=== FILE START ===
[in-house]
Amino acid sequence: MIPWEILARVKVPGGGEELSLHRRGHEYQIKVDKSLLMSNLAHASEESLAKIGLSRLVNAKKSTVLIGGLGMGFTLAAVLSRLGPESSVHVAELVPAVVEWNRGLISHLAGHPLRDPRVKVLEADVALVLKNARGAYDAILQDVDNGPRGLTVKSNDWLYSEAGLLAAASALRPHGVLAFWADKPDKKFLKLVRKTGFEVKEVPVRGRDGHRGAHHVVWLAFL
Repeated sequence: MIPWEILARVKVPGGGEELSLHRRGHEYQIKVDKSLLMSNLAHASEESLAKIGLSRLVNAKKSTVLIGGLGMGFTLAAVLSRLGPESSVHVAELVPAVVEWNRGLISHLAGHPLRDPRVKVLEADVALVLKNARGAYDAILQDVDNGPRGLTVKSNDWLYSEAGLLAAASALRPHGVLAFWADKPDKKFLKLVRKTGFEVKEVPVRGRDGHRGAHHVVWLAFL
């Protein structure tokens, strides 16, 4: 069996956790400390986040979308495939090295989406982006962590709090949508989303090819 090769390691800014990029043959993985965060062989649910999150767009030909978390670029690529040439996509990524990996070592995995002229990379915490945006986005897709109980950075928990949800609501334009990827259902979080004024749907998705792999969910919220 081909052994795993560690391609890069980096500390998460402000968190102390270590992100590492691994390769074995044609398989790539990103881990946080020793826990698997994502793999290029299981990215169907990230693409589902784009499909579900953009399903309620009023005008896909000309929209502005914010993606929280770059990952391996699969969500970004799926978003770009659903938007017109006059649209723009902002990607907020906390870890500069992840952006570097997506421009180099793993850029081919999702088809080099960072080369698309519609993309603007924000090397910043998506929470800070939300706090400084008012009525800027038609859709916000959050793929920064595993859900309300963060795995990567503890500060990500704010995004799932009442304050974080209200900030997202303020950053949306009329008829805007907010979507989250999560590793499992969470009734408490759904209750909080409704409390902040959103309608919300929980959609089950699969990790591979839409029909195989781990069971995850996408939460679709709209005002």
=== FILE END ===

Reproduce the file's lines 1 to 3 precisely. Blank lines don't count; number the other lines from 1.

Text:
[in-house]
Amino acid sequence: MIPWEILARVKVPGGGEELSLHRRGHEYQIKVDKSLLMSNLAHASEESLAKIGLSRLVNAKKSTVLIGGLGMGFTLAAVLSRLGPESSVHVAELVPAVVEWNRGLISHLAGHPLRDPRVKVLEADVALVLKNARGAYDAILQDVDNGPRGLTVKSNDWLYSEAGLLAAASALRPHGVLAFWADKPDKKFLKLVRKTGFEVKEVPVRGRDGHRGAHHVVWLAFL
Repeated sequence: MIPWEILARVKVPGGGEELSLHRRGHEYQIKVDKSLLMSNLAHASEESLAKIGLSRLVNAKKSTVLIGGLGMGFTLAAVLSRLGPESSVHVAELVPAVVEWNRGLISHLAGHPLRDPRVKVLEADVALVLKNARGAYDAILQDVDNGPRGLTVKSNDWLYSEAGLLAAASALRPHGVLAFWADKPDKKFLKLVRKTGFEVKEVPVRGRDGHRGAHHVVWLAFL